Item 2019-09-11/0 - Threshing the corn using a steam engine to drive the threshing machine

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Threshing the corn using a steam engine to drive the threshing machine


  • c1900 (Creation)

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one photograph plus one colourised

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Before combine harvesters were the norm, threshing was done any time from November onwards when other harvesting had been done and probably once the cattle had been brought in under cover for the winter. In this picture you can see a steam driven threshing machine and there are 13 people involved in the different aspects.
There would be people tossing up the sheaves of corn from where they had been stored since harvest, others on top of the threshing machine feeding the sheaves into it and in this picture, two ladies are working on the top along side one man. Others would rake up the chaff. Wheat chaff would be mixed with mangolds to feed the cattle in the winter; wheat straw was used for thatching and barley straw was used for bedding. The wheat grain and barley grain was bagged up and sold although some barley would be ground up into meal, water added to it and then fed to pigs. Oats could also be thrashed in the same way and the straw used for bedding. Oats were used to feed the horses.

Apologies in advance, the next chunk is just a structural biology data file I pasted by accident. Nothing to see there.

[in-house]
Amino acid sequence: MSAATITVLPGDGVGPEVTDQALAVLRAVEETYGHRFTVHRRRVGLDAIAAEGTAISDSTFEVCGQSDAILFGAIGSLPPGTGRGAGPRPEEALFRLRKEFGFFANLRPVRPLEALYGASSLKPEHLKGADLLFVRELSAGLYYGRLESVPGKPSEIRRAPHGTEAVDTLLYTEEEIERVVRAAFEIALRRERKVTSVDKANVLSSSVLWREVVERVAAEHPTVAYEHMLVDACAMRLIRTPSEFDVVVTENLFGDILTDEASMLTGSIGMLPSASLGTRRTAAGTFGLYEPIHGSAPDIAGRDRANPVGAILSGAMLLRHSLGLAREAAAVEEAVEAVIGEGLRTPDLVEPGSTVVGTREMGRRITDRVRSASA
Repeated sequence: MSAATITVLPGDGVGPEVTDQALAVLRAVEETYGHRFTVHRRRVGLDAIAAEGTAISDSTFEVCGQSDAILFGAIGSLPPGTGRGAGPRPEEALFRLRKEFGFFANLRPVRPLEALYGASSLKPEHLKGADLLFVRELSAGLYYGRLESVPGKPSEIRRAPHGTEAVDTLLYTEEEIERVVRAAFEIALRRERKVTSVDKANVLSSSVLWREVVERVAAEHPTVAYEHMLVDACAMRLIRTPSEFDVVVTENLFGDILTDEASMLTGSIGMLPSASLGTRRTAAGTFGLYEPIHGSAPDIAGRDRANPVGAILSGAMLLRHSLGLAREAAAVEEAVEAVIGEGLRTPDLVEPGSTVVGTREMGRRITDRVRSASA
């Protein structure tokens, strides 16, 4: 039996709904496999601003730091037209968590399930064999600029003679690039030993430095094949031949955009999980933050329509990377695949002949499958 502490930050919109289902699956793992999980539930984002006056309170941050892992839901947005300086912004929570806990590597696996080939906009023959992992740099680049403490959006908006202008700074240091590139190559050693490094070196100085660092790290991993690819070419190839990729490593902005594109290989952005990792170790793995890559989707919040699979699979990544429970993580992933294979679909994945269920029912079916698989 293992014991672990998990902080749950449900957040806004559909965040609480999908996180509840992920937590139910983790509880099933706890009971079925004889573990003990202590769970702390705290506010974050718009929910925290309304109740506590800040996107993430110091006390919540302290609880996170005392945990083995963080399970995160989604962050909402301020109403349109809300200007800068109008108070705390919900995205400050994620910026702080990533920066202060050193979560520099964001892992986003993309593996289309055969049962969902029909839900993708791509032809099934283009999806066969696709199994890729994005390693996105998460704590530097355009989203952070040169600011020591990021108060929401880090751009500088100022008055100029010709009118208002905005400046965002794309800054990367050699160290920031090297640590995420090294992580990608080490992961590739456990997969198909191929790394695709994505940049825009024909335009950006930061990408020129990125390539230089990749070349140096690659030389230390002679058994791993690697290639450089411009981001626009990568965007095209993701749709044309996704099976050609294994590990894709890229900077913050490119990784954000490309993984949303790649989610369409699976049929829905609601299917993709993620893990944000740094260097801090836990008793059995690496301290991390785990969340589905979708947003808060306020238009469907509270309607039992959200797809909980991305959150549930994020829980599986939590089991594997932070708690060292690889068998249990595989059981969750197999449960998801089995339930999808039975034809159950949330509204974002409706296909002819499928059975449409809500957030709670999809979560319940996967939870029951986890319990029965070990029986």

This sort of threshing was carried out both in the farm yard from the stack of 'stooks' piled up there or out in the field as in this picture. There were usually plenty of rats hiding amongst the stooks and men with dogs and guns were at the ready to dispatch them. Note the pitch forks held by the men, for throwing the stooks from the stack up to the man and women on the top of the threshing machine, there are two, three and four prong ones.
Thanks to Frank Hudson for lending us the photograph and thanks to Andrew Bartlett for the colourisation of the original picture.

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